David Lyne wouldn’t call himself one of England’s best arcade players, but a world record and a series of leaderboards with his name at the top tell a different story.
After 18 months of practice, in 2016, Lyne secured the world record for Galaxian, a fixed shooter game from the late 70s, scoring over two million points. “I’d never really thought about world records,” Lyne explains, fingers tapping quickly and eyes fixed on the Donkey Kong game he’s playing as he talks. “But I picked Galaxian because it was the first game I saw when I was, like, nine years old.”
Gaming has always been an important part of Lyne’s life. When he visited Blackpool during his two week summer holiday there, he would visit the arcade. As soon as he was old enough, he visited them on his own, no matter what it took. “I used to spend my bus money [at the arcade] – the last 10 pence – and then walk home in the rain,” he says.
Now in his forties, not much has changed. He visits his local arcade, Arcade Club, once a week. His world record couldn’t have happened without the place, he says. “I was playing [Galaxian] for a few months and then I got to 600-and-something thousand and I thought, ‘I’m getting quite good at this. My score was good enough for third place. I was going to submit that,” he explains. “But [Arcade Club owner] Andy said ‘No, you don’t want that, you want first place’.”
Lyne first met Andy Palmer in 2014, when the latter started running Arcade Club as a side business, tucked away in the back of his family-run computer shop in Rossendale, northwest England. Palmer, an avid gamer and vintage games collector, charged people like Lyne £10 for refreshments and four hours of free play on his collection of around 30 pinball machines and arcade cabinets.
Six years later and now, Arcade Club sprawls across three floors of an old leather mill in Bury, Greater Manchester. Palmer’s 30 machine collection has grown to over 1,500, including more pinball machines and arcade cabinets, and has earned him the title of Europe’s Largest Arcade.
“It gave me a second lease of life,” he says. “When I hit my forties, computer shops started to taper off because of iPads and things like that and this has really given me an injection to keep me going. Everybody was like, ‘This won’t work’ and now they’re all like, ‘Shit. It’s incredible.’”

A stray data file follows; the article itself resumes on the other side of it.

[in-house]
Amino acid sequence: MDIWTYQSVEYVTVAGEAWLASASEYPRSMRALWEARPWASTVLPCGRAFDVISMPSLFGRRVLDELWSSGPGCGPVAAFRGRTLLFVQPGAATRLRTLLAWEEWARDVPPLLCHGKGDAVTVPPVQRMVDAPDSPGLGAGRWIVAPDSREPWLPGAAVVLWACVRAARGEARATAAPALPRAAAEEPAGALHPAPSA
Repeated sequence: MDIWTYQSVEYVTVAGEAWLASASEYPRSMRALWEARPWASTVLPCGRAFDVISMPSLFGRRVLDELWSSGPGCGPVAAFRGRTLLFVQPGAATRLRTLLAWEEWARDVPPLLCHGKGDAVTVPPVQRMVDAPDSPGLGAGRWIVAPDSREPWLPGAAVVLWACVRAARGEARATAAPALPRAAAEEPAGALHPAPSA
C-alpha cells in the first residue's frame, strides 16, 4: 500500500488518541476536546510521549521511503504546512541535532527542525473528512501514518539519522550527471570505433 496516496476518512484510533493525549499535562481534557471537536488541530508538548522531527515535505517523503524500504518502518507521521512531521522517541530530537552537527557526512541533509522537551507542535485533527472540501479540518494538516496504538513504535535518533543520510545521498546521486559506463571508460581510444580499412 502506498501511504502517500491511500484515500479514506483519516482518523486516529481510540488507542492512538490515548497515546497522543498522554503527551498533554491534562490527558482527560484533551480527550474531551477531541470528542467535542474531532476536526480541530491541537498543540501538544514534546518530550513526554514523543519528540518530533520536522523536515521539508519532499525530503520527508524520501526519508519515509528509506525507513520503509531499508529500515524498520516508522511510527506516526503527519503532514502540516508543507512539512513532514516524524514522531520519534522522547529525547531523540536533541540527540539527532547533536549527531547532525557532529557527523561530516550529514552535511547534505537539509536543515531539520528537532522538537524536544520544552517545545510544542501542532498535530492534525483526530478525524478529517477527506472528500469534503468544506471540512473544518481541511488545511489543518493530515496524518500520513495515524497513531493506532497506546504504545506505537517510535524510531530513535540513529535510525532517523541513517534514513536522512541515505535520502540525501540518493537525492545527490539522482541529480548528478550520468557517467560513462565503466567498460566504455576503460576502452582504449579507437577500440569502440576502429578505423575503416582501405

Thursdays at Arcade Club can get busy, but arriving before 6PM means you just might get to see the place in all its glory. The stairwells have video game characters painted on the walls, lit up by UV lights. On the ground floor, there’s a mix of family-friendly games, Xbox consoles and computers. It’s home to their most expensive game to date – a £25,000 four-player Mission Impossible game, one of only two in England. The second floor has a host of Japanese rhythm games, fighting games and a wall of pinball machines.
But the third floor is Palmer’s pride and joy, modelled on his trips to the arcade in the 80s. He walks through rows and rows of vintage arcade games – Asteroid, Ms. Pac-Man and Star Wars – screens glowing with players' scores and pauses. “Can you smell that?” he asks. It smells just like sitting too close to one of those old televisions with a huge back. Apparently, it’s coming off the machines. “That’s ozone in the air, the electricity from the CRT [cathode ray tubes]. They don’t make them like that anymore.”
England’s arcades are different now. Although 30 percent of the population visit them year on year, they’ve decreased in number over the years due to a number of factors, says John White, CEO of Bacta, the trade body which represents the interests of Britain’s amusements and high street gaming manufacturers and operators. “[Factors] such as lack of investment in seaside towns, which before the pandemic saw fewer people visiting the coast,” he explains.
He says the pandemic was “devastating” for the industry. “Those who supply the arcade sector were unable to sell anything during the entire period and also got no support from [the] government. It’s really amazing more businesses didn’t go under.” Places like London Southbank’s Namco Funscape didn’t survive the pandemic. Instead, they’ve been replaced by newer iterations of the arcade, brimming with new technology – a far cry from the seaside’s penny pushers.